Leaving America for Freedom, Earth for Mars


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Leaving America for Freedom, Earth for Mars

By Edward Hudgins

A record number of Americans are renouncing their U.S. citizenship in order to avoid confiscatory taxes.

And 100,000 individuals have signed up with Mars One, a company seeking volunteers for a one-way trip to be permanent settlers on the Red Planet.

Both of these facts indicate that the best in the human spirit is still alive.

Pioneering prosperity

America is a country built by immigrants, but immigrants did not come here to build this country. Rather, they wanted—and still want today—to better their own lives and pursue their own dreams.

They wanted to prosper through their own productive efforts and were tired of rapacious overlords limiting their economic liberty and looting the fruits of their labor. They wanted to explore and to tame frontiers. They wanted to create new societies that reflected their values. And they welcomed the challenge of acting as the entrepreneurs of their own lives.

Hunting down producers

Today over six million Americans work overseas; after all, we are in a global economy with opportunities crossing national boundaries.

But the United States is the only major nation to tax its citizens no matter where they live. On top of that, as part of its envy-driven war on producers, the Obama regime’s 2010 Foreign Account Tax Compliance Act puts new, onerous regulations and taxes on overseas Americans, strong-arming foreign institutions into cooperating with U.S. tax collectors bent on squeezing every dollar—Euro, yuan, yen—possible out of these producers.

Tired of rapacious overlords limiting their economic liberty and looting the fruits of their labor, more than a thousand Americans renounced their U.S. citizenship in the second quarter of 2013 alone.

These now-non-Americans are true patriots of liberty, standing up for the right to prosper through their own productive efforts and depriving the beast on the Potomac of victims.

Rising on red hills

The wonderful, universal spirit that gave birth to America is also manifest in Dutch entrepreneur Bas Lansdorp’s Mars One plan to send humans to colonize the Red Planet in the next decade. Mars One will select 40 astronauts this year out of the 100,000 who applied, with the aim of launching four of them in September 2022.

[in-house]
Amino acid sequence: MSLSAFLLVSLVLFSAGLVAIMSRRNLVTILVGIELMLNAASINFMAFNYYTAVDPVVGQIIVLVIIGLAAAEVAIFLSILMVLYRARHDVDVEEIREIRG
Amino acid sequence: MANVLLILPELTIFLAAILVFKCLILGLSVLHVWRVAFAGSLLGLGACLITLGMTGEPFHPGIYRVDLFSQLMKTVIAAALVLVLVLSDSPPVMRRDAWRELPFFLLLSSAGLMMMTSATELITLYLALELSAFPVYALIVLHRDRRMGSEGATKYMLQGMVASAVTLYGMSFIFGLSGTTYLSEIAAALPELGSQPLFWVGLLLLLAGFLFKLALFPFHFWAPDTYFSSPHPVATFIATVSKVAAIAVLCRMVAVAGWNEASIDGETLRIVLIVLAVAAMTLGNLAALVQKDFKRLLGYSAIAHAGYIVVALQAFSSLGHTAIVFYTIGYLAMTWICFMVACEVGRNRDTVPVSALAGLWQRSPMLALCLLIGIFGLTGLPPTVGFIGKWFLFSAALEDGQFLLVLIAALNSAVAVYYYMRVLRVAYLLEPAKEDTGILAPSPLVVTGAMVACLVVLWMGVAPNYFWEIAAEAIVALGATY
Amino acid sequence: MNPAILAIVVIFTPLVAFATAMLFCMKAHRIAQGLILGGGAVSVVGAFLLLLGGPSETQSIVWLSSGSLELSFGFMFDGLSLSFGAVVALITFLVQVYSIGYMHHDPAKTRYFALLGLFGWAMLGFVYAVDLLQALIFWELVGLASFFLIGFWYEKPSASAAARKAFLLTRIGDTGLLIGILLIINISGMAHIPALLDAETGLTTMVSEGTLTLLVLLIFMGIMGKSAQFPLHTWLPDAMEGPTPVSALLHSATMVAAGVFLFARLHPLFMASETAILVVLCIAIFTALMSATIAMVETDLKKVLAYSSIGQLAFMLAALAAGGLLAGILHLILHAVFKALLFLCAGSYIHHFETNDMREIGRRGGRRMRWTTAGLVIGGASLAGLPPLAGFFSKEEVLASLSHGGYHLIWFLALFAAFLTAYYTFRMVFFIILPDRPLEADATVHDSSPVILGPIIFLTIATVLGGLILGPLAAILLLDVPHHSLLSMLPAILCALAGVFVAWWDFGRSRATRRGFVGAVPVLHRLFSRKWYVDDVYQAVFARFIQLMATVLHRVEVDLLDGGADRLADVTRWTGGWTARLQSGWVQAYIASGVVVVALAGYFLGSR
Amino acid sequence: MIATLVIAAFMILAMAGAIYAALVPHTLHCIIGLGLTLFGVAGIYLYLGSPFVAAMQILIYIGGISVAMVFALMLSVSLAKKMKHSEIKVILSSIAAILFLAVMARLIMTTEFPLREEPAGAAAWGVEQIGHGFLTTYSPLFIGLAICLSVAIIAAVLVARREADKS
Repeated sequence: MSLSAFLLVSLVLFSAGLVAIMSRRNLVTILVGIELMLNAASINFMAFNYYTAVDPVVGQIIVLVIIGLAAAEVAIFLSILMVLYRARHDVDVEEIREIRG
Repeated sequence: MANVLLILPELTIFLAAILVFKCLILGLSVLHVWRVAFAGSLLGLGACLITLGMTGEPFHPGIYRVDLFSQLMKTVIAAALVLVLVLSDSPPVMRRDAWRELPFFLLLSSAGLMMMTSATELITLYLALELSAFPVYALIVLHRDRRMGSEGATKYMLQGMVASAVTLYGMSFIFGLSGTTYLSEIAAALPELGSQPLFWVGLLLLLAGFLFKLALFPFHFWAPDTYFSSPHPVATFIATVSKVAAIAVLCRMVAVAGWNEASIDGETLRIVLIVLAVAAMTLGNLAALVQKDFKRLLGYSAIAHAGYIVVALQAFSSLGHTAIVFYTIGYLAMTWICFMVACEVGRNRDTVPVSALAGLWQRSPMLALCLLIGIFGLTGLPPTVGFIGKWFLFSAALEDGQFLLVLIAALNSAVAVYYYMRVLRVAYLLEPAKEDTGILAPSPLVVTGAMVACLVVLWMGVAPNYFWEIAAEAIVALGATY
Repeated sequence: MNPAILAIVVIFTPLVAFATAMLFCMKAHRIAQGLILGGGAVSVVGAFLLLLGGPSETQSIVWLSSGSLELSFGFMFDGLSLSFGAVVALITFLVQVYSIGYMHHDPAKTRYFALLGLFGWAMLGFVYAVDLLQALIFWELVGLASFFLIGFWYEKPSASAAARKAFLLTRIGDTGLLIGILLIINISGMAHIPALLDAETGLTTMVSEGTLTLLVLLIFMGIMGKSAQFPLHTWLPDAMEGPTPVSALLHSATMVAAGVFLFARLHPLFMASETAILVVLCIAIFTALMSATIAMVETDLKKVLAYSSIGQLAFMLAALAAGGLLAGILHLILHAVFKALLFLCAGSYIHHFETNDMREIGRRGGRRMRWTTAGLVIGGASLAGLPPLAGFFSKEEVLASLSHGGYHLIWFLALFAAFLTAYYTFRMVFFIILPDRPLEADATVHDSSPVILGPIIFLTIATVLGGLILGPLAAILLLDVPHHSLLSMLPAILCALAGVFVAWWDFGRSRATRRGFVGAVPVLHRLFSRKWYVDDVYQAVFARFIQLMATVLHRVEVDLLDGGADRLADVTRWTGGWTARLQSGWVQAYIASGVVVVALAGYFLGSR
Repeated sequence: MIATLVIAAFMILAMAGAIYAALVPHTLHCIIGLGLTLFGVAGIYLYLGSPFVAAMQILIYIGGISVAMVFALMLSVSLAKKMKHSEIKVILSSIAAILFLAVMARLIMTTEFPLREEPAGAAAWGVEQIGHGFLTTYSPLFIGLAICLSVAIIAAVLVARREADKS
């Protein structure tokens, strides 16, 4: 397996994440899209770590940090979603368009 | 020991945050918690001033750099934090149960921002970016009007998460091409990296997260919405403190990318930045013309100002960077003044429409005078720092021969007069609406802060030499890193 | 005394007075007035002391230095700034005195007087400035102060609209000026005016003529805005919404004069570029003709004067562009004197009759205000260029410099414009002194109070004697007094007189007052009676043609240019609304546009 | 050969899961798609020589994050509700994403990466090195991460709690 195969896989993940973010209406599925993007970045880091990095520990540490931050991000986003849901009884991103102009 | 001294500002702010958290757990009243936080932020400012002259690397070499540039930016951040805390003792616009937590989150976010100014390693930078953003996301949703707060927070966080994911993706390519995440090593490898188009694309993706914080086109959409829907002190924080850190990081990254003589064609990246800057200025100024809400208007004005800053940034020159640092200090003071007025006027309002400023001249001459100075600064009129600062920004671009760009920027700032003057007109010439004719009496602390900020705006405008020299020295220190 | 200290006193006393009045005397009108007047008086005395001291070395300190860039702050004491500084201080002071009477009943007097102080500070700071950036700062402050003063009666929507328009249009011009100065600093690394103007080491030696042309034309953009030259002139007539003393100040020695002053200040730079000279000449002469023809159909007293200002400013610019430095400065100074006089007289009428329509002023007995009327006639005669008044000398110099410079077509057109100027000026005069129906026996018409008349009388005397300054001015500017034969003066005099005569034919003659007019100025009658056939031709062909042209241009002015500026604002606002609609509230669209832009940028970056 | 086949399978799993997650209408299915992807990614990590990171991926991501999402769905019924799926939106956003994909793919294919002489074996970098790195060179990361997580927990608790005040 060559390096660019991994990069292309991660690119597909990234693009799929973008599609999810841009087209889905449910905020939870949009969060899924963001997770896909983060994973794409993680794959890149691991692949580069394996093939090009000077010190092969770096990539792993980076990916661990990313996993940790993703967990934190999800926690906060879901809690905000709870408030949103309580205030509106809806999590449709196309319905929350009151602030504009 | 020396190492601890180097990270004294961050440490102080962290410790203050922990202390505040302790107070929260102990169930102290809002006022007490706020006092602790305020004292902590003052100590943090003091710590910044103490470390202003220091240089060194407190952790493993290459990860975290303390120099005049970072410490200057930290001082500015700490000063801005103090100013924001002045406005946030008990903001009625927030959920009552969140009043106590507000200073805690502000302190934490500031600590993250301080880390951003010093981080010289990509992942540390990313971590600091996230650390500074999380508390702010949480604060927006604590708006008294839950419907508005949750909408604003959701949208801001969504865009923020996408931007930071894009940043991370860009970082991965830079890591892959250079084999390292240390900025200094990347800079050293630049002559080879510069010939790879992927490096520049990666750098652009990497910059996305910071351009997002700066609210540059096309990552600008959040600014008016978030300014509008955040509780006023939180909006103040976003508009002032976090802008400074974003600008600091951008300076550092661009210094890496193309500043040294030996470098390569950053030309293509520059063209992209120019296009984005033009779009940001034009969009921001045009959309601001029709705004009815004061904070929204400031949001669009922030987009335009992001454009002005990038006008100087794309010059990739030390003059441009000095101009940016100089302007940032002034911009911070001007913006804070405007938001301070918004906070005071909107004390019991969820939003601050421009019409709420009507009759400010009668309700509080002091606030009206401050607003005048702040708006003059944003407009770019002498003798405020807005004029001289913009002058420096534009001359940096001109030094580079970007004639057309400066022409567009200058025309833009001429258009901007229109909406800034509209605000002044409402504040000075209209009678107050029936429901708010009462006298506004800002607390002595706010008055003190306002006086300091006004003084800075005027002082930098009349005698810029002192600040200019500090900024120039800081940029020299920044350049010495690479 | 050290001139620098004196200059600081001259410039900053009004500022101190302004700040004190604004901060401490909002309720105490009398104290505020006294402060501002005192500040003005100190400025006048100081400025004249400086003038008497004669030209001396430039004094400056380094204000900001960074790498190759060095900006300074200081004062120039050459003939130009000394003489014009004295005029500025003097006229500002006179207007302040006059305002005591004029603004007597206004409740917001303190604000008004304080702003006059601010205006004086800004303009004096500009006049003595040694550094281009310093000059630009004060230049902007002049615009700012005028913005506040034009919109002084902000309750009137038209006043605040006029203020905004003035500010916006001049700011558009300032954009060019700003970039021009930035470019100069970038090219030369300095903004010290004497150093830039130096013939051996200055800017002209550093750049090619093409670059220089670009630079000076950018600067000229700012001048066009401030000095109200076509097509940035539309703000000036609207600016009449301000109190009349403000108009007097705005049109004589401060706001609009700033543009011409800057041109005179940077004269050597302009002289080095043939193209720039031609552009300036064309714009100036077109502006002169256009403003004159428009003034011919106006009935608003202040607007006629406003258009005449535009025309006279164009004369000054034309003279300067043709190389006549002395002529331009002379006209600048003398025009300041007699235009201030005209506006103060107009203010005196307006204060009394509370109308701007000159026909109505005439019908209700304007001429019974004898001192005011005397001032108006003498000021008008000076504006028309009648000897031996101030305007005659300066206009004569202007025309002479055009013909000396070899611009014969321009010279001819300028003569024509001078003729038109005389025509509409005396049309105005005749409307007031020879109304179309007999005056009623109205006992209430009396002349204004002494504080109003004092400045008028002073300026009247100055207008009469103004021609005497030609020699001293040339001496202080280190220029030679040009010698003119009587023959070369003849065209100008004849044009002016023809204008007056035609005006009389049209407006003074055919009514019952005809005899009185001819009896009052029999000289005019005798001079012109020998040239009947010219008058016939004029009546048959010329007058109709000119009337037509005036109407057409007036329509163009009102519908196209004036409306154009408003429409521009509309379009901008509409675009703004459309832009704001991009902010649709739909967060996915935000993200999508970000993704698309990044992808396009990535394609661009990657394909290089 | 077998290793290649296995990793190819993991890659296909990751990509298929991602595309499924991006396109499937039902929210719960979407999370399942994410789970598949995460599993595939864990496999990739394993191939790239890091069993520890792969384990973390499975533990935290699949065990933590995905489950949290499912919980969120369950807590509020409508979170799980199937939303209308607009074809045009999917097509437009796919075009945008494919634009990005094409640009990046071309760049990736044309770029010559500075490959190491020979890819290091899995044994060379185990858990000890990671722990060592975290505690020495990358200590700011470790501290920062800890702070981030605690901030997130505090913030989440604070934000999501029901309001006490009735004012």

Cynics might scoff about sci-fi geeks who can’t find their way out of their parents’ basements much less to another planet. But those desiring to leave Earth want to explore and to tame a frontier planet. They want to create new societies that reflect their values. And they welcome the challenge of acting as the entrepreneurs of their own lives.

The many entrepreneurs planning space missions have the intelligence, drive, and even the money to make such missions possible. SpaceX founder Elon Musk, who already has launched rockets to the International Space Station, says he plans to die on Mars. And what more fulfilling end of a life than to look at a city on the red hills of that planet that he and others like him have built.

That pioneer spirit is reflected in the lyrics of one of America’s most inspiring songs:

O beautiful for patriot dream
That sees beyond the years
Thine alabaster cities gleam
Undimmed by human tears.

Let’s hope that spirit will again triumph on this planet as well!
--------
Hudgins is director of advocacy and a senior scholar at The Atlas Society.

For further information:

*Edward Hudgins, “From Apollo 11 to Martian Missions.” July 18, 2013.
*Edward Hudgins, “Atlas Shrugging in Late 2012.” December 14, 2012.
*Edward Hudgins, “Taxed to Shrug.” April 17, 2012.
*Edward Hudgins, “Atlas Chased.” August 6, 2004.
*Edward Hudgins, “The Spiritual Significance of Mars.” August 12, 2003.

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Thank you for your contribution to Objectivist Living, Ed.